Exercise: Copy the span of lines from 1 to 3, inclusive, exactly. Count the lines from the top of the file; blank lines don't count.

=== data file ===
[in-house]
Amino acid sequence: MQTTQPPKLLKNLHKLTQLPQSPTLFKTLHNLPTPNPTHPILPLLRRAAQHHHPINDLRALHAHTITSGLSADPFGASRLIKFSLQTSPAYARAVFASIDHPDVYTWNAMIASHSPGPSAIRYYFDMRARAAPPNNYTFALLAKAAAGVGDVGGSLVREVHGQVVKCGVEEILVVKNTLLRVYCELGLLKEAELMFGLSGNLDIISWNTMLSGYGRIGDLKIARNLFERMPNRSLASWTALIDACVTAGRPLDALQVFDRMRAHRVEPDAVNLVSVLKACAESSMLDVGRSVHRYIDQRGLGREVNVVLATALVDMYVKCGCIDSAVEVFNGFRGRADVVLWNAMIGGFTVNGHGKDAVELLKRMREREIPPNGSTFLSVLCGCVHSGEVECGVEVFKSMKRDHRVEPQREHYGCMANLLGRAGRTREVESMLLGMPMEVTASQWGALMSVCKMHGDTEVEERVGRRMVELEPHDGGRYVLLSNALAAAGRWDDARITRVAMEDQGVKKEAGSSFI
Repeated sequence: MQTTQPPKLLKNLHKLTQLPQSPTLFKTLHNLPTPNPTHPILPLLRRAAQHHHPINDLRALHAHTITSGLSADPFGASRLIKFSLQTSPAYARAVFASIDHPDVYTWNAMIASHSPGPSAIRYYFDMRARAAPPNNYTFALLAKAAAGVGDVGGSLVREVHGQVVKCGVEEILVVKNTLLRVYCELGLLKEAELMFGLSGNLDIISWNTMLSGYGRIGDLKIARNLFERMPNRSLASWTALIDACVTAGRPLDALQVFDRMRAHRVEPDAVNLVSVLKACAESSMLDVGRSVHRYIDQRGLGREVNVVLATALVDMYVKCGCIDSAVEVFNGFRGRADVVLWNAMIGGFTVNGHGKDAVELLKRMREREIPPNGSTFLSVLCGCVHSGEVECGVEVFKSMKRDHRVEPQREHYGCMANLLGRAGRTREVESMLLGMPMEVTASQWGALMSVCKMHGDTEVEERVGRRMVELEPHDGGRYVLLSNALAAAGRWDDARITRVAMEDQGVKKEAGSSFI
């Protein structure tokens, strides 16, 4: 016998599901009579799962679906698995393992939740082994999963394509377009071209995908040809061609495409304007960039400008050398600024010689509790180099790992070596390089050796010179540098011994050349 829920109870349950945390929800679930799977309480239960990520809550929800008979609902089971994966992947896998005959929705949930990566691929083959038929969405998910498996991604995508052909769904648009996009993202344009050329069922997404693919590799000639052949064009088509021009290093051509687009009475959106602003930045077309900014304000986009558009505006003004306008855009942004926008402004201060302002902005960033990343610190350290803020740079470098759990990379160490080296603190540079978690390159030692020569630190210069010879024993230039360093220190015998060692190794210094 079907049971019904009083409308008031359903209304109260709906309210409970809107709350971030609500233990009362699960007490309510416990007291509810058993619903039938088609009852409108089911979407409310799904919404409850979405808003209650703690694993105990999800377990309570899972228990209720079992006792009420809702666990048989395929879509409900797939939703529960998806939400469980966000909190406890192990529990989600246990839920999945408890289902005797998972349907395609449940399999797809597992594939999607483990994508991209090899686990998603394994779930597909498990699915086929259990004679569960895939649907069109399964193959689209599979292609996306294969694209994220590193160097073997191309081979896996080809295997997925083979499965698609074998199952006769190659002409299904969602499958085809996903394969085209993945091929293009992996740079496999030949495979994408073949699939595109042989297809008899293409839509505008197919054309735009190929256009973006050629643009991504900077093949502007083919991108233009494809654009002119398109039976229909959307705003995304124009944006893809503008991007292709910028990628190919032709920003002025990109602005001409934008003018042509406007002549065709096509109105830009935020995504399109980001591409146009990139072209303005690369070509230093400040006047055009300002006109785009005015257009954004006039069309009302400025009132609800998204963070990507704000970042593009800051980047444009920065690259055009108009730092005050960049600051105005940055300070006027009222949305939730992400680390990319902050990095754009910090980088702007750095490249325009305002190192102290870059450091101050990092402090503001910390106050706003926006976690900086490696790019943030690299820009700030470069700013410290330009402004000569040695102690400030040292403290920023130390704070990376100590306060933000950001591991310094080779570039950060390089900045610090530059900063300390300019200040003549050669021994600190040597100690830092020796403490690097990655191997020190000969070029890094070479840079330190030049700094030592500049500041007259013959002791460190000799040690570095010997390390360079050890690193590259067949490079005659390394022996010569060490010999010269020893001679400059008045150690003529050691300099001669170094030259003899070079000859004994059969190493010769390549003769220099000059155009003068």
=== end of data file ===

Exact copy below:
[in-house]
Amino acid sequence: MQTTQPPKLLKNLHKLTQLPQSPTLFKTLHNLPTPNPTHPILPLLRRAAQHHHPINDLRALHAHTITSGLSADPFGASRLIKFSLQTSPAYARAVFASIDHPDVYTWNAMIASHSPGPSAIRYYFDMRARAAPPNNYTFALLAKAAAGVGDVGGSLVREVHGQVVKCGVEEILVVKNTLLRVYCELGLLKEAELMFGLSGNLDIISWNTMLSGYGRIGDLKIARNLFERMPNRSLASWTALIDACVTAGRPLDALQVFDRMRAHRVEPDAVNLVSVLKACAESSMLDVGRSVHRYIDQRGLGREVNVVLATALVDMYVKCGCIDSAVEVFNGFRGRADVVLWNAMIGGFTVNGHGKDAVELLKRMREREIPPNGSTFLSVLCGCVHSGEVECGVEVFKSMKRDHRVEPQREHYGCMANLLGRAGRTREVESMLLGMPMEVTASQWGALMSVCKMHGDTEVEERVGRRMVELEPHDGGRYVLLSNALAAAGRWDDARITRVAMEDQGVKKEAGSSFI
Repeated sequence: MQTTQPPKLLKNLHKLTQLPQSPTLFKTLHNLPTPNPTHPILPLLRRAAQHHHPINDLRALHAHTITSGLSADPFGASRLIKFSLQTSPAYARAVFASIDHPDVYTWNAMIASHSPGPSAIRYYFDMRARAAPPNNYTFALLAKAAAGVGDVGGSLVREVHGQVVKCGVEEILVVKNTLLRVYCELGLLKEAELMFGLSGNLDIISWNTMLSGYGRIGDLKIARNLFERMPNRSLASWTALIDACVTAGRPLDALQVFDRMRAHRVEPDAVNLVSVLKACAESSMLDVGRSVHRYIDQRGLGREVNVVLATALVDMYVKCGCIDSAVEVFNGFRGRADVVLWNAMIGGFTVNGHGKDAVELLKRMREREIPPNGSTFLSVLCGCVHSGEVECGVEVFKSMKRDHRVEPQREHYGCMANLLGRAGRTREVESMLLGMPMEVTASQWGALMSVCKMHGDTEVEERVGRRMVELEPHDGGRYVLLSNALAAAGRWDDARITRVAMEDQGVKKEAGSSFI